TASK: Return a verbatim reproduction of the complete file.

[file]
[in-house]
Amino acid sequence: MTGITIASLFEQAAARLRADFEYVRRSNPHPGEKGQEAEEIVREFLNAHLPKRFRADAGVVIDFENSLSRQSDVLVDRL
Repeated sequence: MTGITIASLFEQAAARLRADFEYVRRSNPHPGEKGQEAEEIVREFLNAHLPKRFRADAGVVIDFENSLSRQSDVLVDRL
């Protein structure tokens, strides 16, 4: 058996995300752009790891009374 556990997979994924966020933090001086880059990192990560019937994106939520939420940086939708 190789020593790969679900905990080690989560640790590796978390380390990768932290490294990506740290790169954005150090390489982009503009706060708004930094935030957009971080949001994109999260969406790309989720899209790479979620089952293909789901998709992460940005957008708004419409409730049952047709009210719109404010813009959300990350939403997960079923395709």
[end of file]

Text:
[in-house]
Amino acid sequence: MTGITIASLFEQAAARLRADFEYVRRSNPHPGEKGQEAEEIVREFLNAHLPKRFRADAGVVIDFENSLSRQSDVLVDRL
Repeated sequence: MTGITIASLFEQAAARLRADFEYVRRSNPHPGEKGQEAEEIVREFLNAHLPKRFRADAGVVIDFENSLSRQSDVLVDRL
């Protein structure tokens, strides 16, 4: 058996995300752009790891009374 556990997979994924966020933090001086880059990192990560019937994106939520939420940086939708 190789020593790969679900905990080690989560640790590796978390380390990768932290490294990506740290790169954005150090390489982009503009706060708004930094935030957009971080949001994109999260969406790309989720899209790479979620089952293909789901998709992460940005957008708004419409409730049952047709009210719109404010813009959300990350939403997960079923395709």